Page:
The Internet of Things... otherwise known as ‘the interconnection that’s generated via computing devices embedded in everyday objects, enabling them to send and receive data’.
Although we may not realize it, our organizations are home to a range of powerful IoT devices. It would be easy for some of these devices to fly under the radar, with organizations failing to recognize them as a potential risk to information security.
However, modern multifunction devices (MFDs) provide print, copy, scan, send and fax functionality. They have hard drive storage and provide a number of networked services – they’re computer servers in their own right.
This means that some are vulnerable to the same threats as computers and other networked devices.
So – are you protected?
The greatest threat is data infiltration. In fact, 86% of organizations surveyed by the Australian Cyber Security Centre in 2016 say they have experienced attempts to compromise the confidentiality and integrity of their systems. And according to the Global Economic Crime Survey, that same year 32% of companies were victims of cybercrime.
Data and document security is a top priority for global organizations. However while the resources they’re investing in information security is increasing, there are some common gaps driven by the IoT that are being overlooked.
IoT Security considerations – the office
We work in a connected office environment. Unless appropriately managed, our office equipment can present as the most critical weak spot in enterprise security. For this reason, MFDs and other devices are seen as some of the easiest targets.
These devices need to be introduced into your organization infrastructure as part of a wider security strategy aimed at protecting the confidentiality, integrity, and availability of your networked systems. This can be achieved via a virtual private network using Canon secure network print and scan software. This will isolate office equipment, and their print and scan functions, from the general office network, reducing the risk of hacking.
BYOD policies also need to be considered. A large number of organizations remain relaxed about employees bringing their own device to work. However, this significantly increases their security risks. In fact, according to Skycure, 21% of organizations have traced a data breach to their own BYOD programme.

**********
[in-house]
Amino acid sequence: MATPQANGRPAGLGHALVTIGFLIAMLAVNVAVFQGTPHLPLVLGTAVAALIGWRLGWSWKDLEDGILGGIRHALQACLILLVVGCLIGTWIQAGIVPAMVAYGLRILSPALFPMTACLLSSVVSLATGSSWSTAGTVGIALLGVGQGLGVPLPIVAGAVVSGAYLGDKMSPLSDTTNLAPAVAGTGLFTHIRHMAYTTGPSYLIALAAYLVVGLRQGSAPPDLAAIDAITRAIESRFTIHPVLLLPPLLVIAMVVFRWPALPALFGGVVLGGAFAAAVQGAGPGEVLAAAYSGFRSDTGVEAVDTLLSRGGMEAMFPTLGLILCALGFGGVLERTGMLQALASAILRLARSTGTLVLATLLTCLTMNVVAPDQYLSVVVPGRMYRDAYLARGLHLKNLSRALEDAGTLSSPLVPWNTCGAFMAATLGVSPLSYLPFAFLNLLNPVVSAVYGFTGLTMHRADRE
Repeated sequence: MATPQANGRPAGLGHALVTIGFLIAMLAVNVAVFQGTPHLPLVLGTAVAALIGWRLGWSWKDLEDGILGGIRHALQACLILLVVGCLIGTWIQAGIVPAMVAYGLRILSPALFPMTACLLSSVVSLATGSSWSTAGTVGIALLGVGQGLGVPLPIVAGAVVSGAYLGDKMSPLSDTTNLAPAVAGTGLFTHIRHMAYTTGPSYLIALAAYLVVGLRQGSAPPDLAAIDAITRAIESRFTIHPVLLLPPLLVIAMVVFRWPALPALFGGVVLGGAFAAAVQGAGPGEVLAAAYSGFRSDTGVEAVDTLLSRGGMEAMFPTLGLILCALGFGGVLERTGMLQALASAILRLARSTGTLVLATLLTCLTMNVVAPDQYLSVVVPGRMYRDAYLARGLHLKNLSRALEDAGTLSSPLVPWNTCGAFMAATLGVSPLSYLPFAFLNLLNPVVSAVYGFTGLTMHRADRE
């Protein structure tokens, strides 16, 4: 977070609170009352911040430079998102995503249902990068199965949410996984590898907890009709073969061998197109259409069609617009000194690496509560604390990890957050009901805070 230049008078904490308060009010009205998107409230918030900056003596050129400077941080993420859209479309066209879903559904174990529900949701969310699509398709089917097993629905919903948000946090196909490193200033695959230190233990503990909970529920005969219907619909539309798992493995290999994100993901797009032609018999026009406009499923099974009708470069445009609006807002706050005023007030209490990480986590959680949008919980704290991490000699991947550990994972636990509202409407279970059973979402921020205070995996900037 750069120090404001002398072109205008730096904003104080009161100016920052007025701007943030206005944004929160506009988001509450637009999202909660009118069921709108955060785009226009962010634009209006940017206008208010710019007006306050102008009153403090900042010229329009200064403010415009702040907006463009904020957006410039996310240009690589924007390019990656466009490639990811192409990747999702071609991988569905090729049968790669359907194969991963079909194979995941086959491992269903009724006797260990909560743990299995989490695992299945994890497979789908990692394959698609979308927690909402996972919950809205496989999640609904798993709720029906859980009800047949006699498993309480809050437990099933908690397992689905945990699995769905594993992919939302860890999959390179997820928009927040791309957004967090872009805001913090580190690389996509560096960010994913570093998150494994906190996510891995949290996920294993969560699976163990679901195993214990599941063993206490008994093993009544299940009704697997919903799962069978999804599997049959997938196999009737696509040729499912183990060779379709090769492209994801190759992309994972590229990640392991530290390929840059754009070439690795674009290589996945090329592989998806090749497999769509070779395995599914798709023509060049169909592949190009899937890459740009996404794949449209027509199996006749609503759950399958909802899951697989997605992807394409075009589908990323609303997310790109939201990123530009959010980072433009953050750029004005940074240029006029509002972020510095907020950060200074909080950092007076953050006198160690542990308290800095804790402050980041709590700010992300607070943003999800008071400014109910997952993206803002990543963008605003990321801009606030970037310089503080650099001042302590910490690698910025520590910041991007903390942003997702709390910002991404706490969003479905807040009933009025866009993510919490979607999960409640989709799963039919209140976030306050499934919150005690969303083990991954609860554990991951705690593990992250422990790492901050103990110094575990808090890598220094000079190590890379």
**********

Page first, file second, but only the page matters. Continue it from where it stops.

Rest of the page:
Why? These devices are a gateway to a range of productivity tools, resources and opportunities for social interaction. Yes, a flexible workforce powered by mobility brings greater efficiency and productivity. But it also means that information is spread outside of the ‘traditional’ office environment, opening networks up to phishing scams or password compromises.
Is the threat always external?
Unfortunately, no. With more and more confidential data moving through organizations, and an expanding ecosystem of Internet-connected infrastructure, people, processes and devices, there come additional attack paths for would-be hackers. Organizations then pivot, adopting more effective strategies to defeat malware.
Attackers need to shift their approach. Using legitimate credentials and software to operate as ‘physical insiders’, we’re seeing them exploit security weaknesses in digital devices, such as printers. This enables them to access areas that contain sensitive information, such as old printer logs.
These security flaws may be used as their initial gateway. Once a hacker has established a foothold in a networked device, they can move laterally throughout the organization to gather further data.
The IoT brings with it many positives, including flexibility, mobility, and expedience. But if you think it presents a greater threat than benefit to your organizational security, now is the time to assess the risks associated with your connected office environment and act.